Growing Pains: Police & Fire Department Organized
By Mildred Taylor
Source: The Teaneck Shopper, Wednesday, October 21, 1970, page 32 - Supplement
Teaneck experienced growing pains in the early nineteen hundreds. The township, organized in 1895, was changing from a farming to a suburban community. The town fathers were concerned with police, fire protection and sewers. The book of ordinances was filling up.
The first volunteer fire company had been organized in 1904 with headquarters in a building at Forest Avenue and Teaneck Road. Organizers included K. V. Ridley, William G. Kaltenbach, John Sitzman, Gus Huey and Carl Carlsen. The Cedar Volunteer Firemen's Association was formed in 1908, apparatus being stored in Joseph Douglas' barn on Linden Avenue. Teaneck Hose Company No. 1, serving Lower Teaneck, was organized in 1911 when the Glenwood Park Firemen's Association was also formed.
Each company had a hand drawn host cart. Companies responded to alarms sounded by beating on locomotive tires strategically placed about town. the volunteer associations were organized into the Municipal Fire Company in 1915 with K. V. Ridley as chief.
In 1917 the Township Committee spent $125 to buy fire apparatus on sale in Edgewater. In 1920 an American LaFrance pumping engine was purchased for $4,285. Kaltenbach, the first paid fireman. was appointed in 1920 and in 1923 the Central Fire Headquarters was built at Teaneck Road and Fairview Avenue. By 1929, there were ten paid fireman in Teaneck; the rest volunteers.
Tow constables had preserved law and order in Teaneck since the organization of the Township. They had their hands full by 1910 when the population reached 2,082. In 1912, the town fathers put teeth into law regarding hawkers and peddlers. The offense for peddling without a license was $5 for each offense or imprisonment in the lock-up. Foot peddlers paid $3 for license fees, for a one-horse wagon the fee was $5 and for a two-horse wagon $7.50.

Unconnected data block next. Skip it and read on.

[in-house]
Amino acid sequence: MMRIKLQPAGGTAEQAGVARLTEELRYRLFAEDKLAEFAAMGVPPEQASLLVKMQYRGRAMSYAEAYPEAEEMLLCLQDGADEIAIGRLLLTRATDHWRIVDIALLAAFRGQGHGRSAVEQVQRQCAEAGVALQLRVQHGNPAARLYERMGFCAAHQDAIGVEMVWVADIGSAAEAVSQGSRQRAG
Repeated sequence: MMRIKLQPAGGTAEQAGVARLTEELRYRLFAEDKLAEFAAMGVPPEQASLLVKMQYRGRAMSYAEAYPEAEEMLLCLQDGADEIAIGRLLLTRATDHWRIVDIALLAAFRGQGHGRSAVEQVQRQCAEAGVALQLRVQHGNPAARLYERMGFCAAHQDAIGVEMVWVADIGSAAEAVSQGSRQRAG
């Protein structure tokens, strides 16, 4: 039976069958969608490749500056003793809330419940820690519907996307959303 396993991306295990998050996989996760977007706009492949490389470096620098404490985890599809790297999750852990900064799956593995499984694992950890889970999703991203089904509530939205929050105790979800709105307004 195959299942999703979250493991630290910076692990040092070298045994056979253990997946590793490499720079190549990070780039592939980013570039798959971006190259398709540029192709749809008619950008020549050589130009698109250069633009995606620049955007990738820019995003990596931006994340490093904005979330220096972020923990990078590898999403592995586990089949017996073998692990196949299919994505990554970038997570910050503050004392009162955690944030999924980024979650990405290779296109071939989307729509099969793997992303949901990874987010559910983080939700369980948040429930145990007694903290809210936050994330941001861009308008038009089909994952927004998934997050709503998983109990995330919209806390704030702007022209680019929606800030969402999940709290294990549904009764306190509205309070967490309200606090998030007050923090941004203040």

The constables had to cope with an increasing number of automobiles from New York with their bright headlights about the time the Township committee began looking into the matter of a paid department.
Henry Clausen and John Brower found that the going wage for policemen was between $50 and $65 a month. The town fathers agreed on April 2, 1914 that two policemen be appointed at $60 at month, one for the north and one for the south of Cedar Lane. Jesson Witham and William G. Jahnes reported for duty on June 1 "To preserve public peace, prevent crime, detect and arrest offenders protect rights of person and property, suppress disorder in public place; enforce ordinances, serve notices, papers, etc."
The contract for transporting prisoners to Hackensack was awarded to R. T. Davison -- $1.5- per trip for vehicle carrying four. Badges and two Indian motorcycles were ordered.
Two new policemen - Joseph Bublitz and Edward Murphy, who became chief, were added to the force in 1915. Each officer was to have town uniforms, one provided by the township and one by the officer. Two iron cells at $175 less toilet facilities were authorized.
Trouble was in store for the forward-looking town fathers. Voters defeated a referendum authorizing an appropriation of $4,000 to maintain the police department on January 6, 1916. Police officers were told they would have to terminate their offices on January 21. The equipment was turned over to the town treasurer. The policemen were retained as constables at $2 a day.
The citizens realized with a start what they had done at the ballot box. A special election was held on February 29, 1916 and the police department was re-established. In April, William Lutthans and T. J. Kilmurray were named to serve with Bublitz, Witham and Murphy.
The public was informed that "the police room is no lounge. Officers must keep people as far away from the police desk as the end of the railing." A motion was made at that township meeting decreeing uniforms be purchased and furthermore (there being no ladies present) that smoking be allowed after 10 p.m. when the board was in session.
The high cost of living was a source of concern in 1917. Fire Chief Ridley reported that coats and boots for firemen would cost $9 per man. In view of wartime inflation, Frederick McGuire recommended that policemen's pay be raised to $75 a month, the chief to get $90.
Teaneck boys were joining up to serve with England and France. The chief of police was registering volunteers. Permission was granted to use the fire house on Elm Street for Home Defense. The township purchased $125 worth of wooden rifles for the Home Guard units. By november, 1917, Camp Merritt had become one of the largest troop concentrations in the east.